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American CraftAmerican Craft

American Craft

June/July 2019

Get American Craft digital magazine subscription today for its memorable stories and images that inspire readers to craft a conscientious, expressive life they feel good about. The magazine celebrates the age-old human impulse to make things by hand, in order to communicate, learn, heal, and connect. Our readers value community, sustainability, quality and authenticity.

United States
American Craft Council
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common bonds

AS THE WORLD CONTINUES to grow smaller, thanks to technology, we find ourselves at once better connected and a little overwhelmed. It’s easier to learn more about countries and cultures outside of our own – to share information and converse in real time – but that doesn’t necessarily mean it’s easier to understand different perspectives. Because of the internet, the dilemma that’s been around since the dawn of humankind has intensified: How do we, as complex people, learn to live respectfully with one another on the planet that we share? A solution, it turns out, is at our fingertips. “What is interesting to me about making objects is what a powerful non-verbal communication tool they can be,” says LA artist Tanya Aguiñiga, who speaks about craft as a vehicle for self-and…

american craft

EDITORIAL Megan Guerber Interim Editor in Chief mguerber@craftcouncil.org Mary K. Baumann Will Hopkins Creative Directors Robert O’Connell Associate Editor roconnell@craftcouncil.org Judy Arginteanu Copy Editor jarginteanu@craftcouncil.org Joyce Lovelace Contributing Editor Genevieve Kettleson Designer Barbara Haugen Shows Editor Brigitte Martin Editor at Large Elizabeth Ryan Online Editor eryan@craftcouncil.org PUBLISHING Joanne Smith Advertising Sales Manager Christian Novak American Craft Council Membership Manager cnovak@craftcouncil.org AMERICAN CRAFT COUNCIL The American Craft Council is a national, nonprofit public educational organization that traces its inception to 1941. Founded by Aileen Osborn Webb, the Council aims to promote the understanding and appreciation of contemporary American craft. Programs include the bimonthly magazine American Craft, annual juried shows presenting artists and their work, the American Craft Council Awards honoring excellence, a specialized library, conferences, workshops, and seminars. 1224 Marshall St. NE, Suite 200, Minneapolis, MN 55413 Phone (612) 206-3100; (800) 836-3470 Fax (612) 355-2330 council@craftcouncil.org, craftcouncil.org Membership Services: (888) 313-5527 Magazine: letters@craftcouncil.org, craftcouncil.org/magazine Library: library@craftcouncil.org, 10 a.m. – 5 p.m. Monday – Thursday, 9 a.m. –…


On Our Radar Sophie Southgate FROM A DISTANCE, SOPHIE Southgate’s brilliant bowls appear chunky and heavy, with painted shapes adorning a flat, level surface, like a tabletop. But first looks can be deceiving. “An object is more intriguing if you don’t know what it’s made from,” says Southgate, who lives and works in Orpington, Kent, about 40 minutes southeast of London. It will draw you in more, she says, if you don’t know whether it’s soft or hard, light or heavy, solid or hollow. Only on close inspection do viewers see how Southgate has used hue, texture, and negative space to play with perception. First, they realize the piece isn’t solid after all. “Then I say, ‘Here, hold one.’ I hand them a piece and they’re immediately shocked because they expect it to be heavy,…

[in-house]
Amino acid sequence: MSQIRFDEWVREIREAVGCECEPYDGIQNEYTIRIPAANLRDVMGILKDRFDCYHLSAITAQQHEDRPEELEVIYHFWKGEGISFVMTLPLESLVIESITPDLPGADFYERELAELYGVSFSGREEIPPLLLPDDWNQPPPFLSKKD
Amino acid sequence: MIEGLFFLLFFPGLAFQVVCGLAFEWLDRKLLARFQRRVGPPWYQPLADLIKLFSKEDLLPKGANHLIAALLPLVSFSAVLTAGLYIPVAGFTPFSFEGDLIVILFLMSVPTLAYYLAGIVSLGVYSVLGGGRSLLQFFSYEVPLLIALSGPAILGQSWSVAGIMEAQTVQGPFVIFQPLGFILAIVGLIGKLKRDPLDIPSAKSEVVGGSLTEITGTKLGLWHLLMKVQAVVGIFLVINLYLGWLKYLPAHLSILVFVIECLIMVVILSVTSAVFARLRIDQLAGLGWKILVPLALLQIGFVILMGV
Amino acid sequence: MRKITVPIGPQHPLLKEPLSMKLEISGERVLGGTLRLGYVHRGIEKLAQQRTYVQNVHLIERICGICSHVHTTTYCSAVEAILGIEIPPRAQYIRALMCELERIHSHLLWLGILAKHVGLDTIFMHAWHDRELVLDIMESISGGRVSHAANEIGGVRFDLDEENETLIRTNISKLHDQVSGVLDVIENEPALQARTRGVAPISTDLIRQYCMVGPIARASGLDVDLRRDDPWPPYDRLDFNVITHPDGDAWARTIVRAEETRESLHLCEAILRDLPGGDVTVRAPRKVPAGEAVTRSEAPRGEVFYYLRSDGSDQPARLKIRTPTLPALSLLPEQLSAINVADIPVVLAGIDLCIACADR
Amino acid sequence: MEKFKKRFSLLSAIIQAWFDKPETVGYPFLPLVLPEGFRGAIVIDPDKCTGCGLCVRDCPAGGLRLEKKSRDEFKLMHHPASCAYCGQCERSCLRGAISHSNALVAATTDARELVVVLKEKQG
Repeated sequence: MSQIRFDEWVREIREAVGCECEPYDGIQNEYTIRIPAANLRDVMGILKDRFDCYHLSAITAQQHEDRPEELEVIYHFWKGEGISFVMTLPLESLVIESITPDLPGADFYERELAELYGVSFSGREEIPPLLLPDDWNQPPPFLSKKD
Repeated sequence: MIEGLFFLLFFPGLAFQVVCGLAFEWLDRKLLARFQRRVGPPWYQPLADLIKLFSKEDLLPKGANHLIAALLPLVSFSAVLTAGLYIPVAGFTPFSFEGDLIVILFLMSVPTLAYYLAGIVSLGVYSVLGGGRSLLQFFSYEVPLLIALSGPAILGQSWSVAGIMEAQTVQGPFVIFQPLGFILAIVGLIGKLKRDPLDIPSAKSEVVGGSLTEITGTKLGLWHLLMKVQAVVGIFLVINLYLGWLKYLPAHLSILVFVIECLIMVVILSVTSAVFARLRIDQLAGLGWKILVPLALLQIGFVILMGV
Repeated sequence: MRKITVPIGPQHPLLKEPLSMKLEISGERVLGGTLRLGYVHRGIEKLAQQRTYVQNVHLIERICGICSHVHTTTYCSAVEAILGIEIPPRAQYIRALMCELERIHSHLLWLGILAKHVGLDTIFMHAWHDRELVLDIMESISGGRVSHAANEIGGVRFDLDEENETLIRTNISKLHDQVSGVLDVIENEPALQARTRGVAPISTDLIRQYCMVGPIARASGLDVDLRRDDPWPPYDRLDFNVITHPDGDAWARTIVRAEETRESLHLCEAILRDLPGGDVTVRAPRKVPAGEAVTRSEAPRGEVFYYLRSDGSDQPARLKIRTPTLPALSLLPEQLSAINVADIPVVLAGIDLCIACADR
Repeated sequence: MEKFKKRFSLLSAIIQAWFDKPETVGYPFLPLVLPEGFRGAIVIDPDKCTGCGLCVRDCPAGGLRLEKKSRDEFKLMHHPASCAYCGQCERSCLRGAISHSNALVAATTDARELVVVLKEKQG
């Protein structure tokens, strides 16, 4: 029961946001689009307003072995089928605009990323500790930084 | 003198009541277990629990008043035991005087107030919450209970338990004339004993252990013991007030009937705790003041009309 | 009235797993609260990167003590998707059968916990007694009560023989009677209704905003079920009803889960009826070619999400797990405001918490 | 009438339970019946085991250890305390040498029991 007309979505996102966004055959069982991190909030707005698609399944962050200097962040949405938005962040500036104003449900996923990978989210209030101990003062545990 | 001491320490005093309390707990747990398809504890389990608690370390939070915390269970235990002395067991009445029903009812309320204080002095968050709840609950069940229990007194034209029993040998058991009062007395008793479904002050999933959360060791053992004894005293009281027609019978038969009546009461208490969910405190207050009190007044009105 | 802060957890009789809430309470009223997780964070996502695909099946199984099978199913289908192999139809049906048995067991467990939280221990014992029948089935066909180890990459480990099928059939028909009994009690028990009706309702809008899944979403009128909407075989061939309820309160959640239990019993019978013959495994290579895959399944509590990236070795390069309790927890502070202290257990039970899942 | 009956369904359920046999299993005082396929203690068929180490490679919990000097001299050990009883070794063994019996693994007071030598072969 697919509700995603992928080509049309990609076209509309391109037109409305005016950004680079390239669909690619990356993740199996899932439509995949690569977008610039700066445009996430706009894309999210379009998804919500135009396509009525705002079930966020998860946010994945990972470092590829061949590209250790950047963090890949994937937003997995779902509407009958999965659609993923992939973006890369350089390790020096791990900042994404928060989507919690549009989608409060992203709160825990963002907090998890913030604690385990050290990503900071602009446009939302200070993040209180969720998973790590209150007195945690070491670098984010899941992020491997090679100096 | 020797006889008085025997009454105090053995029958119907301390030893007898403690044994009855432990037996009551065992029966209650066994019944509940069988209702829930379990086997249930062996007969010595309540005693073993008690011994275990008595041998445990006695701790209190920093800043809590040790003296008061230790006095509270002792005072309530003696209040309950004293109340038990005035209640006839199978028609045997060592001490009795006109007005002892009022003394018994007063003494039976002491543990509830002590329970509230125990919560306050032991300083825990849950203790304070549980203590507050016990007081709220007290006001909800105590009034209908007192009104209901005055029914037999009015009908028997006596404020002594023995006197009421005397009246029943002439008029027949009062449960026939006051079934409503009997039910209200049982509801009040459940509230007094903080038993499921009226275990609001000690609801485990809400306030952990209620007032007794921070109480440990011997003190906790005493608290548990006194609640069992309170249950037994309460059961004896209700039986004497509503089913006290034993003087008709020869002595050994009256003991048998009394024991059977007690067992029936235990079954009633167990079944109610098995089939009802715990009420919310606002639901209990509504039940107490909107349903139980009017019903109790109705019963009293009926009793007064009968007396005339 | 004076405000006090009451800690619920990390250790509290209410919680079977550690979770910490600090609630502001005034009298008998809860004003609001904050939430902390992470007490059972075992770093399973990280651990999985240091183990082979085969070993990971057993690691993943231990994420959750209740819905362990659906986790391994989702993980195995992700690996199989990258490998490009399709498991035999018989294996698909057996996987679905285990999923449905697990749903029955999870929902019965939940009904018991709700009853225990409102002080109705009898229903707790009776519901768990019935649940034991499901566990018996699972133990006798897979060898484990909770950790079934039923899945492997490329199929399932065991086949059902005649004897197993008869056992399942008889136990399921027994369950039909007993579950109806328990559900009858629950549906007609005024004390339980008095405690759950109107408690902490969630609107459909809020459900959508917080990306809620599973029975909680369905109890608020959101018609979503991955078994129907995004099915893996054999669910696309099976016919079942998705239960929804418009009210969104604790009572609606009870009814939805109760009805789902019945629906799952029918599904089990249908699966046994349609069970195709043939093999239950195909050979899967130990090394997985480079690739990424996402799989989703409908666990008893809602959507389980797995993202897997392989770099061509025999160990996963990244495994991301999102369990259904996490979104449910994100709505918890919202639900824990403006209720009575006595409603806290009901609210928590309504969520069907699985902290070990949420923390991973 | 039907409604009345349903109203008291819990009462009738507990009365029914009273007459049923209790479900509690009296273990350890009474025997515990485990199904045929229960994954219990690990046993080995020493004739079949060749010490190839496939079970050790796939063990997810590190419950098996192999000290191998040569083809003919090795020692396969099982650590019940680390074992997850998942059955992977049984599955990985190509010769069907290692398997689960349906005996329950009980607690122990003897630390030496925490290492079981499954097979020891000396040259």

driving forces

Behind the wheel: Southgate spent five years as a delivery driver, navigating a small van around London neighborhoods to drop off automotive parts. “I knew I wasn’t going to be a delivery driver forever, but I still know the roads very well.” The right hemisphere: During a six-month stay in New Zealand in 2008, Southgate met creatives working several jobs to pursue their passions. “From then on, I decided I was only going to do a job I loved.” As soon as she returned to England, she enrolled in art classes. Back to basics: When Southgate is not making her own work, she teaches ceramics at the Clay Room UK. “I really enjoy teaching, and it’s good to put yourself back to square one. You have to think about every element, so…

made by rain

MOST PEOPLE RUN FROM THE rain, but Aliki van der Kruijs heads straight into it. During drizzles and downpours, the Dutch textile designer has been known to hastily end phone calls or excuse herself from social events to get outside and capture precipitation on her wares. Van der Kruijs, who is based in The Hague, Netherlands, devised a way for people to “wear the weather.” She calls it “pluviagraphy.” Fabric is coated with a water-sensitive film that records the raindrops as they fall, resulting in leopard-like patterns. For her Made by Rain line, Van der Kruijs, 35, makes silk scarves, each marked with the weather conditions, date, time, and location it was made. She recently tweaked the technique to work with porcelain, during a residency in Arita, Japan. In collaboration with ceramist…

drop by drop

Early soaking: Van der Kruijs’ first childhood memories are of the monsoon rain in Nigeria, where she lived until she was 4; her father, a soil scientist, was doing research there. “We would run from the carport and get totally soaked. It was very loud.” Dry spell: She has a backlog of scarves, which came in handy in 2018, when the Netherlands faced a severe drought. “The year before, I made 30. Last year, it was so dry that I hardly made any textiles.” Up on the roof: For years, Van der Kruijs treated fabric on her apartment building’s rooftop, but new rules prohibit residents from going there. “Now I use a big parking lot behind my studio. It works fine, but it’s not so romantic.”…